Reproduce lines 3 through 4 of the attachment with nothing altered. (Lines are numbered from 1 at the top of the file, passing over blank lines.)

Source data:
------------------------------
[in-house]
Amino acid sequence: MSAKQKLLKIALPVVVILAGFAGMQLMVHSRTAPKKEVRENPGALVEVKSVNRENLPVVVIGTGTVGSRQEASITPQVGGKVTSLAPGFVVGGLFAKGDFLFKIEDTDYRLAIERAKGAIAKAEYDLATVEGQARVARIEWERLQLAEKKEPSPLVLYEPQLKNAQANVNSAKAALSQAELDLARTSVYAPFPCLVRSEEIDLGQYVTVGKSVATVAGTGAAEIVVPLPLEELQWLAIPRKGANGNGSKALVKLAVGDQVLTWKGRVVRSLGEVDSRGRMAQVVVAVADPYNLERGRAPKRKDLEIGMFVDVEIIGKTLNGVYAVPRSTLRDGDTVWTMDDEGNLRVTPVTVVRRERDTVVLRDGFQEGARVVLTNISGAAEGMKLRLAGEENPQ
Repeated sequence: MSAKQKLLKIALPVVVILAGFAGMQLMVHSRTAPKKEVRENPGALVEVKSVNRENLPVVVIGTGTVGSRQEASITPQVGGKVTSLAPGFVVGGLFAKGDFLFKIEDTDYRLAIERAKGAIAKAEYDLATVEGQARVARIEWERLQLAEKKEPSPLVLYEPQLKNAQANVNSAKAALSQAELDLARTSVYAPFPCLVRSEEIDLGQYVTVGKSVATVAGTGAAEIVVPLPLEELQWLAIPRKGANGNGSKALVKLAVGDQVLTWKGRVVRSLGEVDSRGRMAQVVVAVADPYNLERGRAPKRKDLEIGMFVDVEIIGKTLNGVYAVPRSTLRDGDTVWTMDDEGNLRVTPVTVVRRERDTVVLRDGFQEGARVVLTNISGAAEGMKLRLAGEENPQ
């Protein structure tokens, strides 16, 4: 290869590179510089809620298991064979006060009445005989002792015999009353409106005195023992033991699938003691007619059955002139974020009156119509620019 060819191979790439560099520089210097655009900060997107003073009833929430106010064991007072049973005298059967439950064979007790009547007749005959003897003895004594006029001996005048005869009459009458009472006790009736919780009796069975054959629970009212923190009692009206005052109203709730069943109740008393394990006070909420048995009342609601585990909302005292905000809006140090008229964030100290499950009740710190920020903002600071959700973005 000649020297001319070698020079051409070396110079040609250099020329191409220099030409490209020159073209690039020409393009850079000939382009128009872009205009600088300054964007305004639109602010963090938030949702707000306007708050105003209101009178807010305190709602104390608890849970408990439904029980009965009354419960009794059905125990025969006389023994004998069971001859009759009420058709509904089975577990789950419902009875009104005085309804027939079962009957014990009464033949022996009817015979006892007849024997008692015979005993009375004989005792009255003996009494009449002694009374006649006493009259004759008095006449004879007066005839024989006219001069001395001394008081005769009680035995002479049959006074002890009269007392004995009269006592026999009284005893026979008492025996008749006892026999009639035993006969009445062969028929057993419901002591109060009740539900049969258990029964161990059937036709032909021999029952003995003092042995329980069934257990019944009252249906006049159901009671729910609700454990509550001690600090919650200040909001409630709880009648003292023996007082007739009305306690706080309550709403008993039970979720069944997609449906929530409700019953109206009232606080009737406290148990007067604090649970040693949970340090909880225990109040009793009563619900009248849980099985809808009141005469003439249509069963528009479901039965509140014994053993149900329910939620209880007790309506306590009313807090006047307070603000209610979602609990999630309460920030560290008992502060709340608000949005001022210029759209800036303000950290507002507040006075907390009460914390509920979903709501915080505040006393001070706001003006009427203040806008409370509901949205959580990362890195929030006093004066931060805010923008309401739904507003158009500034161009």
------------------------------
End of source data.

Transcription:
Repeated sequence: MSAKQKLLKIALPVVVILAGFAGMQLMVHSRTAPKKEVRENPGALVEVKSVNRENLPVVVIGTGTVGSRQEASITPQVGGKVTSLAPGFVVGGLFAKGDFLFKIEDTDYRLAIERAKGAIAKAEYDLATVEGQARVARIEWERLQLAEKKEPSPLVLYEPQLKNAQANVNSAKAALSQAELDLARTSVYAPFPCLVRSEEIDLGQYVTVGKSVATVAGTGAAEIVVPLPLEELQWLAIPRKGANGNGSKALVKLAVGDQVLTWKGRVVRSLGEVDSRGRMAQVVVAVADPYNLERGRAPKRKDLEIGMFVDVEIIGKTLNGVYAVPRSTLRDGDTVWTMDDEGNLRVTPVTVVRRERDTVVLRDGFQEGARVVLTNISGAAEGMKLRLAGEENPQ
């Protein structure tokens, strides 16, 4: 290869590179510089809620298991064979006060009445005989002792015999009353409106005195023992033991699938003691007619059955002139974020009156119509620019 060819191979790439560099520089210097655009900060997107003073009833929430106010064991007072049973005298059967439950064979007790009547007749005959003897003895004594006029001996005048005869009459009458009472006790009736919780009796069975054959629970009212923190009692009206005052109203709730069943109740008393394990006070909420048995009342609601585990909302005292905000809006140090008229964030100290499950009740710190920020903002600071959700973005 000649020297001319070698020079051409070396110079040609250099020329191409220099030409490209020159073209690039020409393009850079000939382009128009872009205009600088300054964007305004639109602010963090938030949702707000306007708050105003209101009178807010305190709602104390608890849970408990439904029980009965009354419960009794059905125990025969006389023994004998069971001859009759009420058709509904089975577990789950419902009875009104005085309804027939079962009957014990009464033949022996009817015979006892007849024997008692015979005993009375004989005792009255003996009494009449002694009374006649006493009259004759008095006449004879007066005839024989006219001069001395001394008081005769009680035995002479049959006074002890009269007392004995009269006592026999009284005893026979008492025996008749006892026999009639035993006969009445062969028929057993419901002591109060009740539900049969258990029964161990059937036709032909021999029952003995003092042995329980069934257990019944009252249906006049159901009671729910609700454990509550001690600090919650200040909001409630709880009648003292023996007082007739009305306690706080309550709403008993039970979720069944997609449906929530409700019953109206009232606080009737406290148990007067604090649970040693949970340090909880225990109040009793009563619900009248849980099985809808009141005469003439249509069963528009479901039965509140014994053993149900329910939620209880007790309506306590009313807090006047307070603000209610979602609990999630309460920030560290008992502060709340608000949005001022210029759209800036303000950290507002507040006075907390009460914390509920979903709501915080505040006393001070706001003006009427203040806008409370509901949205959580990362890195929030006093004066931060805010923008309401739904507003158009500034161009």